Nevada adds jobs back in March; Unemployment rate continues to improve

CARSON CITY – According to the Nevada Department of Employment, Training and Rehabilitation’s (DETR) March 2021 economic report, employment in Nevada added back 4,700 jobs over the month as the state continues to recover. Jobs remain below typical levels, and are down 134,800 jobs since March 2020, for an annual decline of 9.4 percent. The total employment level in the state is 1,296,200. The state’s unemployment rate in March is 8.1 percent, down from 8.4 percent in February but up 1.7 percentage points when compared to March 2020.

Lincoln County’s unemployment rate is 3.2 percent an improvement over February’s mark of 4.2 percent.
Metropolitan Statistical Area (MSA) Employment (Seasonally Adjusted):
· Las Vegas employment increased by 4,400 jobs (0.5%) since February, a decrease of 126,200 jobs (-12.1%) since March 2020.
· Reno employment had an increase of 700 jobs (0.3%) since February, a decrease of 4,800 jobs (-1.9%) since March 2020.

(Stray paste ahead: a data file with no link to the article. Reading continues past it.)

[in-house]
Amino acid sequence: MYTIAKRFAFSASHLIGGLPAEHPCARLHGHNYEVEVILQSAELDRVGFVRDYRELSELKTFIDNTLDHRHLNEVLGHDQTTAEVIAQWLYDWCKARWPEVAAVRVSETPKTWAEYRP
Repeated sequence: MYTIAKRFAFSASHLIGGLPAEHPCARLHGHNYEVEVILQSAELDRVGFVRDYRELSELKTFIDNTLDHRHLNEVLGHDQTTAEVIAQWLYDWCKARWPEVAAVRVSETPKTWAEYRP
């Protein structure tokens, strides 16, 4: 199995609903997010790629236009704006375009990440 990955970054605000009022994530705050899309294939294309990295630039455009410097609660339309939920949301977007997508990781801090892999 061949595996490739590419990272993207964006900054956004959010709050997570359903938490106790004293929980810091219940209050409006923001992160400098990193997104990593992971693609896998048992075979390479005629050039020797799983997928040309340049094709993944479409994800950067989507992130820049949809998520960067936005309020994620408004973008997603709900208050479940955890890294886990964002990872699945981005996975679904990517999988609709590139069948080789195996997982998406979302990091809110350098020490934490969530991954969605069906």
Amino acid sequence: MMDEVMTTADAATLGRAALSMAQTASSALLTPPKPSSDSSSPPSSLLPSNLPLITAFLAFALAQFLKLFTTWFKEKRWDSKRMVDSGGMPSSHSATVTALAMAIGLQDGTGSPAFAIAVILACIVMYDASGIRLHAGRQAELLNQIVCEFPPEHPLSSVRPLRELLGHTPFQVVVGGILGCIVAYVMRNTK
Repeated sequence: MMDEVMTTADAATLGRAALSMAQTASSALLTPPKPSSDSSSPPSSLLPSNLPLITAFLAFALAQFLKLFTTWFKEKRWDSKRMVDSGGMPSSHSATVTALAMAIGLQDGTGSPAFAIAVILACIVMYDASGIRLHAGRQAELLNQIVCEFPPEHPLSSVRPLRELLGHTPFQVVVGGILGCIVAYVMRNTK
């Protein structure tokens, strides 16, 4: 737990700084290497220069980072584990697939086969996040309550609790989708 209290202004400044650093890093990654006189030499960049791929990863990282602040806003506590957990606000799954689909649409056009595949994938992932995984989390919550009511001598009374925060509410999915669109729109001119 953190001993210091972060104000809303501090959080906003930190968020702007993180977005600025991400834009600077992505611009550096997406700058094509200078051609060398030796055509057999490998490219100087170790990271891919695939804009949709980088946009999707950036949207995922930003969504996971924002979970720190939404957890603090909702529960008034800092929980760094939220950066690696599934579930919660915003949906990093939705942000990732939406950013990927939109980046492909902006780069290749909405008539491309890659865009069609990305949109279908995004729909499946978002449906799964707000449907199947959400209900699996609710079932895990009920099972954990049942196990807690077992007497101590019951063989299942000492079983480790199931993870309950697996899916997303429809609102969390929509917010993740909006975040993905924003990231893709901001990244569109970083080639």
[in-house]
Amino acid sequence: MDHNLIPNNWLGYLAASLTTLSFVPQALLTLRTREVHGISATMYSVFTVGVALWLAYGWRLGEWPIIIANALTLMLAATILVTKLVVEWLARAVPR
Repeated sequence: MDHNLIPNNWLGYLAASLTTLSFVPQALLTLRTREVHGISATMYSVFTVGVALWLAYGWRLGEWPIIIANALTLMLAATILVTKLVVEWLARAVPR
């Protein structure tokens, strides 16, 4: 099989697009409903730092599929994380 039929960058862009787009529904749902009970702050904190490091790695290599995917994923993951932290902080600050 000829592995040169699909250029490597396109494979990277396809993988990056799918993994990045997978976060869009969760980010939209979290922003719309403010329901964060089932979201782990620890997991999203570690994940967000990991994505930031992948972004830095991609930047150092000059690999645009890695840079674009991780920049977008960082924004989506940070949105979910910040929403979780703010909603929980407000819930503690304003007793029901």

· Carson City employment was unchanged since February, a decrease of 300 jobs (-1.0%) since March 2020.

“For the state as a whole, employment increased over the month with leisure and hospitality contributing the largest increase in employment, with the gains concentrated in the Las Vegas area, said David Schmidt, Chief Economist for DETR. “Although job growth from February to March is typical in leisure and hospitality, this month’s job growth and news about increased activity following relaxation of capacity restrictions on businesses is encouraging.

Nevada’s unemployment rate declined slightly from February’s revised level but remains above eight percent. While there is still ongoing significant disruption highly concentrated in the Las Vegas area, the state is adding jobs back in businesses that cater to tourism which indicates firms in the state may be gearing up to capture the pent up demand for travel and tourism worldwide.

“The combination of increasing activity, relaxed restrictions, increasing vaccine availability, and the return of work search requirements on unemployment claims should be reflected in increased employment and economic activity as we head into the summer, though current employment levels still remain well below pre-pandemic levels,” Schmidt said.

DETR’s report also notes that additional labor market data can be found on the department’s employment and unemployment dashboards located at